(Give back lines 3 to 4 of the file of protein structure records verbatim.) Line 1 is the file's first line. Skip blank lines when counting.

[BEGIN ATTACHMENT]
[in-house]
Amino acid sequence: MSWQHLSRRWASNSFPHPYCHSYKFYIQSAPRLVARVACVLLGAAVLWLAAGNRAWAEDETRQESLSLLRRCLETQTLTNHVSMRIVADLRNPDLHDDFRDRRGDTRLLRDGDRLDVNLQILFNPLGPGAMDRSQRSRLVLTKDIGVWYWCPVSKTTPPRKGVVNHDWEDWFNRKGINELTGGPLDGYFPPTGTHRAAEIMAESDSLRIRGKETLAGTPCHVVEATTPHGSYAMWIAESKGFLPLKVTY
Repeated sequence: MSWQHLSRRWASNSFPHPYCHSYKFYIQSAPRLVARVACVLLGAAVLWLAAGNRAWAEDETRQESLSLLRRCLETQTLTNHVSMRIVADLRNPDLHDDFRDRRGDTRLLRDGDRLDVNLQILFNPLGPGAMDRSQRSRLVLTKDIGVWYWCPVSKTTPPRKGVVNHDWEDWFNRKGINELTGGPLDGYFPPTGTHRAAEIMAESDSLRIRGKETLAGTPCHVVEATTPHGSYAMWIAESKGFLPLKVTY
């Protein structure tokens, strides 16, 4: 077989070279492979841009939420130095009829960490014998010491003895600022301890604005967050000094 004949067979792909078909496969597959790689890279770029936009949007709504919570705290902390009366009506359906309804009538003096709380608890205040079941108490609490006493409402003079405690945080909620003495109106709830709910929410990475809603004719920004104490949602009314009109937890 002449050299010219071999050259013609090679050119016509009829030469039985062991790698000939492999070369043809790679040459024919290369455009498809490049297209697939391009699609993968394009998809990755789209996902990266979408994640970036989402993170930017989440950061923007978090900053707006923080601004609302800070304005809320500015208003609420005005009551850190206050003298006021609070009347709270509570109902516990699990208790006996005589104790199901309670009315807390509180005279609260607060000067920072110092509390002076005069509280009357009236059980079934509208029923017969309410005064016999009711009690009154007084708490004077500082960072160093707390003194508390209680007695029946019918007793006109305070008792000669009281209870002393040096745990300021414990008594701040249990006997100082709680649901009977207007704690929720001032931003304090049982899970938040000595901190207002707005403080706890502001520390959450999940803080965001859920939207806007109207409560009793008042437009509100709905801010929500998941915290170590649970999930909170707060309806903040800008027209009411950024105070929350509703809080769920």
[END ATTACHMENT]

Repeated sequence: MSWQHLSRRWASNSFPHPYCHSYKFYIQSAPRLVARVACVLLGAAVLWLAAGNRAWAEDETRQESLSLLRRCLETQTLTNHVSMRIVADLRNPDLHDDFRDRRGDTRLLRDGDRLDVNLQILFNPLGPGAMDRSQRSRLVLTKDIGVWYWCPVSKTTPPRKGVVNHDWEDWFNRKGINELTGGPLDGYFPPTGTHRAAEIMAESDSLRIRGKETLAGTPCHVVEATTPHGSYAMWIAESKGFLPLKVTY
């Protein structure tokens, strides 16, 4: 077989070279492979841009939420130095009829960490014998010491003895600022301890604005967050000094 004949067979792909078909496969597959790689890279770029936009949007709504919570705290902390009366009506359906309804009538003096709380608890205040079941108490609490006493409402003079405690945080909620003495109106709830709910929410990475809603004719920004104490949602009314009109937890 002449050299010219071999050259013609090679050119016509009829030469039985062991790698000939492999070369043809790679040459024919290369455009498809490049297209697939391009699609993968394009998809990755789209996902990266979408994640970036989402993170930017989440950061923007978090900053707006923080601004609302800070304005809320500015208003609420005005009551850190206050003298006021609070009347709270509570109902516990699990208790006996005589104790199901309670009315807390509180005279609260607060000067920072110092509390002076005069509280009357009236059980079934509208029923017969309410005064016999009711009690009154007084708490004077500082960072160093707390003194508390209680007695029946019918007793006109305070008792000669009281209870002393040096745990300021414990008594701040249990006997100082709680649901009977207007704690929720001032931003304090049982899970938040000595901190207002707005403080706890502001520390959450999940803080965001859920939207806007109207409560009793008042437009509100709905801010929500998941915290170590649970999930909170707060309806903040800008027209009411950024105070929350509703809080769920």